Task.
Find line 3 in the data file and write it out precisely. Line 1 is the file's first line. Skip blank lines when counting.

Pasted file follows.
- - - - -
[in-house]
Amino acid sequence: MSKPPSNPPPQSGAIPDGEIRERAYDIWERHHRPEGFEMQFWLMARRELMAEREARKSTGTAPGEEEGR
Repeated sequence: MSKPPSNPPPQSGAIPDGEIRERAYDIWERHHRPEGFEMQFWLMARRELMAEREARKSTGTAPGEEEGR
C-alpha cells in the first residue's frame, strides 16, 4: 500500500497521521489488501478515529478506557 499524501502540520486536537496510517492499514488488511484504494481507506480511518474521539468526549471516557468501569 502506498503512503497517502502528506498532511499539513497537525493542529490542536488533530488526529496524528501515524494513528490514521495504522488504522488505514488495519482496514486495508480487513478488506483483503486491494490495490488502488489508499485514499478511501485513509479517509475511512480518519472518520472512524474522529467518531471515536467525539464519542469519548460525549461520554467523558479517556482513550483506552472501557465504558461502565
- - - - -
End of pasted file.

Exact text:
Repeated sequence: MSKPPSNPPPQSGAIPDGEIRERAYDIWERHHRPEGFEMQFWLMARRELMAEREARKSTGTAPGEEEGR